WHERE WAS I? That sounds like one of my book titles. Sadly, in the weeks since it came out, “What I Was” (we’re talking the title now, not the book itself) has become a source of hilarity to my cruel and insensitive family, all of whom now infuriatingly pronounce it Wot I Wuz. Including me. However, I finally gathered enough courage to flick through the book (first time since the final edit) and thought maybe, just maybe, Time Out was right. I never used to understand why so many film actors refused to see their own films, but now I do. It’s a bit like not being able to stand the sound of your own voice on an answer phone, only more so. Or as Philip Roth put it, “I’d rather read Conrad than my own books.” As a general rule, I’d rather read Conrad than Philip Roth too.
Just back from Glasgow and the Catalyst book prize (for Just In Case) along with the charming Graham Marks and the delightful Anthony McGowan. (Also Louise Rennison, but as she didn’t show, hard to know exactly how delightful and charming she is…) I had a fiver on Tony McGowan to win, and he did, for the hilariously outrageous Henry Tumour. I’m a bit squeamish about tumours, but I have to admit the man has a terrific original voice and is fearless in his pursuit of the politically incorrect. For which I admire him greatly. Graham Marks and I spent every available free moment (there were only six) trying to catch up on industry gossip, which we never have time to do in London, despite living only about a mile apart.
I’ve somehow managed to do everything but write books lately, though a plot epiphany came to me in the middle of my book tour, which is the sort of thing that makes writers weep with relief. So if I ever do get back to working on Nomansland, I’ve got a new character who might just turn the rambling narrative of the first draught into an actual story. “Found a plot at last,” is going to go on my gravestone.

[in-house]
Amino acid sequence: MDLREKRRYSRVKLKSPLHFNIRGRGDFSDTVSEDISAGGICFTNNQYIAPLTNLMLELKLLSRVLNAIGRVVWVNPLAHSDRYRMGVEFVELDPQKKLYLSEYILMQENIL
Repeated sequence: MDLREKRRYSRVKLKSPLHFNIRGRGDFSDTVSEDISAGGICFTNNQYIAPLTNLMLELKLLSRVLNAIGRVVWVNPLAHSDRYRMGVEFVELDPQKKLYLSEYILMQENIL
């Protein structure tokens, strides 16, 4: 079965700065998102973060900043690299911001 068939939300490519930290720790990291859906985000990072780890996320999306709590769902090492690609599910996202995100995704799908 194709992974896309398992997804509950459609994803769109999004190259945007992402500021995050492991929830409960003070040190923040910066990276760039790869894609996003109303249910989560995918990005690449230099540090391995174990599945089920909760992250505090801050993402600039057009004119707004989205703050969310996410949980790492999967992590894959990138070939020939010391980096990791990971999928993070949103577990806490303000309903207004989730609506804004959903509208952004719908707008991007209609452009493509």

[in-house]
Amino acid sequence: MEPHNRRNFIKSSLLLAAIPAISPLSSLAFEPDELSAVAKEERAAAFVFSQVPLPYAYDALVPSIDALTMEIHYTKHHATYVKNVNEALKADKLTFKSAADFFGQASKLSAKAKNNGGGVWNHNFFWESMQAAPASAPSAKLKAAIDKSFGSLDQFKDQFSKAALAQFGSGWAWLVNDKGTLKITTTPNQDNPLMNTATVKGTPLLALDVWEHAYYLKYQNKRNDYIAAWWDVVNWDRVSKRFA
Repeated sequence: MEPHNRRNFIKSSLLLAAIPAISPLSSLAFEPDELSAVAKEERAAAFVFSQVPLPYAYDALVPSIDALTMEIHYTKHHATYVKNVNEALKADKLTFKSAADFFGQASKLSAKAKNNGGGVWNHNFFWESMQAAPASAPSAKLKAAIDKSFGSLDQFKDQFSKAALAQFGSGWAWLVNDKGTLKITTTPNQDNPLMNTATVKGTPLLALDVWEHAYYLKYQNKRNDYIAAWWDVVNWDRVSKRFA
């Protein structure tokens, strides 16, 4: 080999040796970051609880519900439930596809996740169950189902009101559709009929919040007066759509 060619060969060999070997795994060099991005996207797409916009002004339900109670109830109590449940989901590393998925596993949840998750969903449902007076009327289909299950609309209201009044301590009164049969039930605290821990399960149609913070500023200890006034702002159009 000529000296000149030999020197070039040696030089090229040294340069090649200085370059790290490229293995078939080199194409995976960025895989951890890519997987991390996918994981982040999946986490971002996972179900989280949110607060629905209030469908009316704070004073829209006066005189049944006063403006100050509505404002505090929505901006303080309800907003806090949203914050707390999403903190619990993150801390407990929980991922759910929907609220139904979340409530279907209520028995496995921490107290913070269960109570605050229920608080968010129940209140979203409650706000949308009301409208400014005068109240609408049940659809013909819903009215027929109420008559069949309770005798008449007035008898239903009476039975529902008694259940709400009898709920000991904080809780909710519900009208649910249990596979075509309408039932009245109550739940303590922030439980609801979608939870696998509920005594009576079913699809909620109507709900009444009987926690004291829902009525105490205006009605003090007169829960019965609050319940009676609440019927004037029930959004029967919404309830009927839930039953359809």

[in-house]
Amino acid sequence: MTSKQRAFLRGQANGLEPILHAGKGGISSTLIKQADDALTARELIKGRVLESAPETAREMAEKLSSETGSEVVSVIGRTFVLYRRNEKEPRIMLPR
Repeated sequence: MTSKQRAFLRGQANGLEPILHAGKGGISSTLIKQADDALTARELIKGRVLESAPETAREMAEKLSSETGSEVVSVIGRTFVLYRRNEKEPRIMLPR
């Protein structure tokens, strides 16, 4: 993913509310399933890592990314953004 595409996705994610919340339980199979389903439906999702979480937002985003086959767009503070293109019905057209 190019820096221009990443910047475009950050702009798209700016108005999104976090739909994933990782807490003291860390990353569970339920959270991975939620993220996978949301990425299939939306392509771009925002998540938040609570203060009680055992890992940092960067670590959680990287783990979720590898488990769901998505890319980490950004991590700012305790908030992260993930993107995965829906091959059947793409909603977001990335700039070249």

Aside from the Catalyst (where I took 700 kids on an imaginary trip to a newsagent and killed most of them by unnatural disasters on the way — to prove a point about Fate, obviously) I’ve been on something of an if-it’s-Tuesday-it-must-be-Bury-St-Edmunds book tour, criss-crossing this great nation and spreading the gospel. Because of this, I missed Nick Hornby’s launch of Slam, but still managed to make it to Cathy Cassidy’s friendship festival in Greenwich and Sally Gardner’s launch of The Red Necklace. But lovely as it was, I’m glad to be back home for now. My husband and daughter are very long-suffering and who knows? I might actually write that book someday.
If I were Jacqueline Wilson, I’d have used all that time on trains, busses, and planes to great effect, and written at least four new books in transit. Instead, I’ve read every magazine from Country Life to Cosmo, reread Middlemarch and Thomas Hardy’s The Woodlanders (to get in the mood for writing a 19th century novel) and then decided I’d better get back into the 21st century pronto, before I went mad and started finding words like “Prithee” and “Sirrah” creeping into my prose.
Loved Michael Clayton, which was a fantastic film despite two or three hundred holes in the plot. I’m halfway through Per Patterson’s Out Stealing Horses, which doesn’t do much for the Norwegian reputation for light humour. But liking it a lot anyway.